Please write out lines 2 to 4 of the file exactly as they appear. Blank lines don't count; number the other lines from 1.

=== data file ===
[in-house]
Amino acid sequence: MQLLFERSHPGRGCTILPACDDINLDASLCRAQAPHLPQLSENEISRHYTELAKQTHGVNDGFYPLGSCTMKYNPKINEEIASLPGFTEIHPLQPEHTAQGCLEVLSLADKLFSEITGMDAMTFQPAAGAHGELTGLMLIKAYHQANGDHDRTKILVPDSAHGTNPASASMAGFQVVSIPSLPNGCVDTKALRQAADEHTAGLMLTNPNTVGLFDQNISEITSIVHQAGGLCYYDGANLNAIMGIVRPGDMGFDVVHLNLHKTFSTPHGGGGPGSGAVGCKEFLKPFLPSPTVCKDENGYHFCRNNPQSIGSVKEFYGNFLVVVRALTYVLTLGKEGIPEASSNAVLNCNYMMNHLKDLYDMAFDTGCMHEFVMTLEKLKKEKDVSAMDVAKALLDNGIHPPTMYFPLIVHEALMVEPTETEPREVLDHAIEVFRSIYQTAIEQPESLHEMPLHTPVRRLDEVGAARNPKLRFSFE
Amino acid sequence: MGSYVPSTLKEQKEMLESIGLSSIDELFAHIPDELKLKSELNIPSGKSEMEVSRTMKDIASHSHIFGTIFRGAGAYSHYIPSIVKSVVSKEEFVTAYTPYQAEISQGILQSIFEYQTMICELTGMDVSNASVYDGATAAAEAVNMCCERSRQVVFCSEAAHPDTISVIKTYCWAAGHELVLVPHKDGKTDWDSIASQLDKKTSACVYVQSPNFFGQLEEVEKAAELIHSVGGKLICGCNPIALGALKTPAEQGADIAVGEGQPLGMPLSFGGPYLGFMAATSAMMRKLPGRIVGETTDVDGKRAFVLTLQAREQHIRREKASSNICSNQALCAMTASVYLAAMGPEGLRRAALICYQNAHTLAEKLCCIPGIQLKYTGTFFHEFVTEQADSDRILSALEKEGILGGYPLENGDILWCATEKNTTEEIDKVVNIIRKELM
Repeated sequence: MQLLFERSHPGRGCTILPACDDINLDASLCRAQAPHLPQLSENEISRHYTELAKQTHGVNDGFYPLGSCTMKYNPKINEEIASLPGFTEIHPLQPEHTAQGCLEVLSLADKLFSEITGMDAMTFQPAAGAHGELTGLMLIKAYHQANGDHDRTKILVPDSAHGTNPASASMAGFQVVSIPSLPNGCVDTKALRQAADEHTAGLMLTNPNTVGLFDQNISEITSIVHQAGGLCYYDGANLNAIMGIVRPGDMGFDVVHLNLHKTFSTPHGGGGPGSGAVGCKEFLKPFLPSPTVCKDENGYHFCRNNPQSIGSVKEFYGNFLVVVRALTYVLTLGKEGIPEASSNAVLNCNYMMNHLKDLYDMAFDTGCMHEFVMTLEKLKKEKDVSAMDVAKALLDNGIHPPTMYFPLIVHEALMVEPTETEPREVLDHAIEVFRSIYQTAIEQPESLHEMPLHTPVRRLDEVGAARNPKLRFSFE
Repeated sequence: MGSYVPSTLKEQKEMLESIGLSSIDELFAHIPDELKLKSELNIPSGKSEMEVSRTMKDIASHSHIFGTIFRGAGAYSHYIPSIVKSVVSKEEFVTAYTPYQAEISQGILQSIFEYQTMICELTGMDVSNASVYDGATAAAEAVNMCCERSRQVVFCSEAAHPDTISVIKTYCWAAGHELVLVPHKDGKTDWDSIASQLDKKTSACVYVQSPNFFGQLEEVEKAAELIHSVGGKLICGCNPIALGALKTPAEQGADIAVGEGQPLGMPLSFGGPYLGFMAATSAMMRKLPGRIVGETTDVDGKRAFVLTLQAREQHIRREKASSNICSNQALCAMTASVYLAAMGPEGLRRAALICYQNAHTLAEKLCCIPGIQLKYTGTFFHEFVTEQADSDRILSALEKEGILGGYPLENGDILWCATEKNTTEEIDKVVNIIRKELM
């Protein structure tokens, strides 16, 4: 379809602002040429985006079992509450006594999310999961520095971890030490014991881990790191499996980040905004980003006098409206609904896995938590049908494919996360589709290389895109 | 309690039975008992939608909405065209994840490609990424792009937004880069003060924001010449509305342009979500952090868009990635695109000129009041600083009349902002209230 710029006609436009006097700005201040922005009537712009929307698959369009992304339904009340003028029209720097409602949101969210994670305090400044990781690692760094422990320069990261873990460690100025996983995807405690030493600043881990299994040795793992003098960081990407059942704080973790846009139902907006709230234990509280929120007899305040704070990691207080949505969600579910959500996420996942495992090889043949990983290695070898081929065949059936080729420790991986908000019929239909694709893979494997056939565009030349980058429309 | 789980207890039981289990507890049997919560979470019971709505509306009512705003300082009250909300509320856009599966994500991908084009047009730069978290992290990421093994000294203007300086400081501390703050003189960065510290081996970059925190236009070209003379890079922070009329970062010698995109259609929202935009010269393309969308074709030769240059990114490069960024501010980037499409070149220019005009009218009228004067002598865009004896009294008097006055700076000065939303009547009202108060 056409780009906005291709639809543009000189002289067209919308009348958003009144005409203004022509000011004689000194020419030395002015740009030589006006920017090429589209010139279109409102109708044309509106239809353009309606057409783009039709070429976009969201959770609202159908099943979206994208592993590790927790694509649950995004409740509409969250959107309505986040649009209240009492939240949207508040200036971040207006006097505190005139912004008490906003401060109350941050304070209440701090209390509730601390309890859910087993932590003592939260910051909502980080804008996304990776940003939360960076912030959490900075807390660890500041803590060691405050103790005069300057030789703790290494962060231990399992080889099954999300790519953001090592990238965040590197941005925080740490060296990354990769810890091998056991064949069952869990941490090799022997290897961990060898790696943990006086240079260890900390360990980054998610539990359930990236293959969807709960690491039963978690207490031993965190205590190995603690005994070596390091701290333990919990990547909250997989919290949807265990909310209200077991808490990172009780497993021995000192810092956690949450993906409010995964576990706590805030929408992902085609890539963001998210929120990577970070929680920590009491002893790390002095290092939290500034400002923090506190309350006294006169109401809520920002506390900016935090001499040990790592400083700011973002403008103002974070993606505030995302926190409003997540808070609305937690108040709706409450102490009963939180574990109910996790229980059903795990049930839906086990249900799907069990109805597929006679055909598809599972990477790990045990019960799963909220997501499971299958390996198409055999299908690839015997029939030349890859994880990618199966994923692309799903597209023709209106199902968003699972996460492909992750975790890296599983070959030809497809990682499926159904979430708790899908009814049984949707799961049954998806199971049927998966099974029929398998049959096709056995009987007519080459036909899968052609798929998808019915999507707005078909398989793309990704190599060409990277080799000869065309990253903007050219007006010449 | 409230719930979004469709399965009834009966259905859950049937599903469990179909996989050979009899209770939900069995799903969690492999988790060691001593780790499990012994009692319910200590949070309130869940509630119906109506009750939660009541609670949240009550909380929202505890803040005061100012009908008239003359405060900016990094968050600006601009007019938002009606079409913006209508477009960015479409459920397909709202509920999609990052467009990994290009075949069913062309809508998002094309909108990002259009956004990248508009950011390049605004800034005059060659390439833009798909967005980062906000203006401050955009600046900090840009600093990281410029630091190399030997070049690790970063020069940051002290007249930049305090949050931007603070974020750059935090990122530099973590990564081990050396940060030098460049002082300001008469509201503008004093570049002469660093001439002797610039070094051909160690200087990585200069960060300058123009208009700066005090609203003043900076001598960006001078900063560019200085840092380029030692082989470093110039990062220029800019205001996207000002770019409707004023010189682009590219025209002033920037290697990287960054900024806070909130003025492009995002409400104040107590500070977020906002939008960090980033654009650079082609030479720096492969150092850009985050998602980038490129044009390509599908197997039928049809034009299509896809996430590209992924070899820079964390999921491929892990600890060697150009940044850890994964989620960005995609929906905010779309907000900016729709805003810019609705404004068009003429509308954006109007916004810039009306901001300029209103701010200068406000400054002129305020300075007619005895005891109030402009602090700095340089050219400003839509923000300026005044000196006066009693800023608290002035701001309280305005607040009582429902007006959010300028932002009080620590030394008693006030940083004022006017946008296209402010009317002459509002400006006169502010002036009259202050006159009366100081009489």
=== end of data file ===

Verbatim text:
Amino acid sequence: MQLLFERSHPGRGCTILPACDDINLDASLCRAQAPHLPQLSENEISRHYTELAKQTHGVNDGFYPLGSCTMKYNPKINEEIASLPGFTEIHPLQPEHTAQGCLEVLSLADKLFSEITGMDAMTFQPAAGAHGELTGLMLIKAYHQANGDHDRTKILVPDSAHGTNPASASMAGFQVVSIPSLPNGCVDTKALRQAADEHTAGLMLTNPNTVGLFDQNISEITSIVHQAGGLCYYDGANLNAIMGIVRPGDMGFDVVHLNLHKTFSTPHGGGGPGSGAVGCKEFLKPFLPSPTVCKDENGYHFCRNNPQSIGSVKEFYGNFLVVVRALTYVLTLGKEGIPEASSNAVLNCNYMMNHLKDLYDMAFDTGCMHEFVMTLEKLKKEKDVSAMDVAKALLDNGIHPPTMYFPLIVHEALMVEPTETEPREVLDHAIEVFRSIYQTAIEQPESLHEMPLHTPVRRLDEVGAARNPKLRFSFE
Amino acid sequence: MGSYVPSTLKEQKEMLESIGLSSIDELFAHIPDELKLKSELNIPSGKSEMEVSRTMKDIASHSHIFGTIFRGAGAYSHYIPSIVKSVVSKEEFVTAYTPYQAEISQGILQSIFEYQTMICELTGMDVSNASVYDGATAAAEAVNMCCERSRQVVFCSEAAHPDTISVIKTYCWAAGHELVLVPHKDGKTDWDSIASQLDKKTSACVYVQSPNFFGQLEEVEKAAELIHSVGGKLICGCNPIALGALKTPAEQGADIAVGEGQPLGMPLSFGGPYLGFMAATSAMMRKLPGRIVGETTDVDGKRAFVLTLQAREQHIRREKASSNICSNQALCAMTASVYLAAMGPEGLRRAALICYQNAHTLAEKLCCIPGIQLKYTGTFFHEFVTEQADSDRILSALEKEGILGGYPLENGDILWCATEKNTTEEIDKVVNIIRKELM
Repeated sequence: MQLLFERSHPGRGCTILPACDDINLDASLCRAQAPHLPQLSENEISRHYTELAKQTHGVNDGFYPLGSCTMKYNPKINEEIASLPGFTEIHPLQPEHTAQGCLEVLSLADKLFSEITGMDAMTFQPAAGAHGELTGLMLIKAYHQANGDHDRTKILVPDSAHGTNPASASMAGFQVVSIPSLPNGCVDTKALRQAADEHTAGLMLTNPNTVGLFDQNISEITSIVHQAGGLCYYDGANLNAIMGIVRPGDMGFDVVHLNLHKTFSTPHGGGGPGSGAVGCKEFLKPFLPSPTVCKDENGYHFCRNNPQSIGSVKEFYGNFLVVVRALTYVLTLGKEGIPEASSNAVLNCNYMMNHLKDLYDMAFDTGCMHEFVMTLEKLKKEKDVSAMDVAKALLDNGIHPPTMYFPLIVHEALMVEPTETEPREVLDHAIEVFRSIYQTAIEQPESLHEMPLHTPVRRLDEVGAARNPKLRFSFE